As we’re waiting for the bill, Alan asks if I’ve heard about the recent event run by the The New York State Association for Reduction, Reuse and Recycling NYC. Several small businesses had gathered to share and discuss ideas about sustainable ways New Yorkers can dispose of food scraps.

Alan Google maps the coffee shop location I’m visiting next. As we say good-bye, I’m encouraged to keep in touch, and told I wont be NAGging him by doing so. I’m grateful to learn from people’s experiences and knowledge. A good meeting overall.

Meeting was on October 6, 2017. I found this interesting overview on the history of cutlery whilst writing this post.

Coffee Shop Hop #2

Sey Coffee. Who knew a converted garage would make for such a cool, laid back atmosphere. The alternative indie rock takes precedence over the sound of conversation and the wide open space and natural lighting is what I sense visually.

I step in and am immediately greeted by Lance, one of the store’s owners working behind he counter. Off the bat I ask him about his thoughts on sustainability and in-house practices. He tells me that their approach to business is driven by sustainability. Their to-go cups (hot and cold) – made by World Centric – are biodegradable. Lance says the one thing they don’t have are alternatives to plastic straws. I ask about straws made of bamboo but am told they’re not cost effective.

I notice the to-go and for-here cups are not branded and don’t see Sey’s name or logo around the store (when mentioning this to Lance, I am shown the white painted letters on the door, but Sey what you will, it is not overpowering). Upon observing this, I ask Lance if their store would use a cup-hire system (like a city bike hire scheme, but for cups). Lance said this wasn’t ideal (particularly if cups were plastered with advertises) and mentions they’re getting branded KeepCups soon. To encourage a BYO mentality, they’ll be offering customers these reusable cups at a low price and giving the first five drinks away free. Lance says this is to help get people in the habit of bringing their own cup. In my opinion, for a small business, I think that’s really generous and reflects their commitment to sustainability.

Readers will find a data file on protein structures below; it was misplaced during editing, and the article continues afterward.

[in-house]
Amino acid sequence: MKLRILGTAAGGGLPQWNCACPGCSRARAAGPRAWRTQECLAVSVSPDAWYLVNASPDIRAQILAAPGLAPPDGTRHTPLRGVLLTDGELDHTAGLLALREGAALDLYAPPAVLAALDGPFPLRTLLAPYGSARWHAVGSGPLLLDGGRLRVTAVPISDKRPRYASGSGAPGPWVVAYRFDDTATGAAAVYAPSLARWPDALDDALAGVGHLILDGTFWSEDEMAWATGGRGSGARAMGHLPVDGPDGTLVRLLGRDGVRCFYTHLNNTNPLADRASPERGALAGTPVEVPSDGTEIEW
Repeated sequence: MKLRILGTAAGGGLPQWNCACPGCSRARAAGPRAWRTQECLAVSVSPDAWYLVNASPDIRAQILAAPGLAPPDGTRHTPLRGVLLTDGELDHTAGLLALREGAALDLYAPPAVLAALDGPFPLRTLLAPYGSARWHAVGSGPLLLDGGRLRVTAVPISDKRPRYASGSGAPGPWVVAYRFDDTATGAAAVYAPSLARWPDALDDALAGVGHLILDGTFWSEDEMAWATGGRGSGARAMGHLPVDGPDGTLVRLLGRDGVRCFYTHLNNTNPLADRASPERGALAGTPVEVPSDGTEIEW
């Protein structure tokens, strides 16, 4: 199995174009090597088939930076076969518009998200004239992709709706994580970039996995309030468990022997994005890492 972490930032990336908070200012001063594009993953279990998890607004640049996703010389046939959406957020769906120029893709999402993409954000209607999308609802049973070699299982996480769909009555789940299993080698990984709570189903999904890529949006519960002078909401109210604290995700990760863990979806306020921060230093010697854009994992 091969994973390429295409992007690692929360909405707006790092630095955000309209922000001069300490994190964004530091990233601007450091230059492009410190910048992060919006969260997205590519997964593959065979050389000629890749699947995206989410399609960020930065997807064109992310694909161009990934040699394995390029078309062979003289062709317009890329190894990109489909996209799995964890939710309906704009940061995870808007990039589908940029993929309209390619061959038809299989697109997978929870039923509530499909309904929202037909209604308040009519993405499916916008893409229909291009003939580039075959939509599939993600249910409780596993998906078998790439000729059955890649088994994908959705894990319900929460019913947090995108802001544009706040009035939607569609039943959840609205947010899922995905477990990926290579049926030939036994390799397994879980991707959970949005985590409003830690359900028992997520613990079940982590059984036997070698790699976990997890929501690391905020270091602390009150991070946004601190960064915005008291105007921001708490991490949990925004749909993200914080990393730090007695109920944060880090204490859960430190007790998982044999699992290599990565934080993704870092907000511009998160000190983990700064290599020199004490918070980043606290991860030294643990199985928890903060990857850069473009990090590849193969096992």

For their for-here options (I am sipping the drip coffee), I’m given my drink in a glass vessel with a side of sparkling water served on a wood platter. Now this is what I’m talking about!

Photo on 04-10-2017 at 15.43 #3

I don’t have a grading system for in-store sustainable practices yet, but I’d probably give them full marks (they even have a bottle of Meyer*s basil scented hand soap and eco-friendly paper towels in the bathroom). Well done Sey Coffee! I hope to see more of this in future coffee shop hops!

*Visited Sey Coffee on October 4, 2017.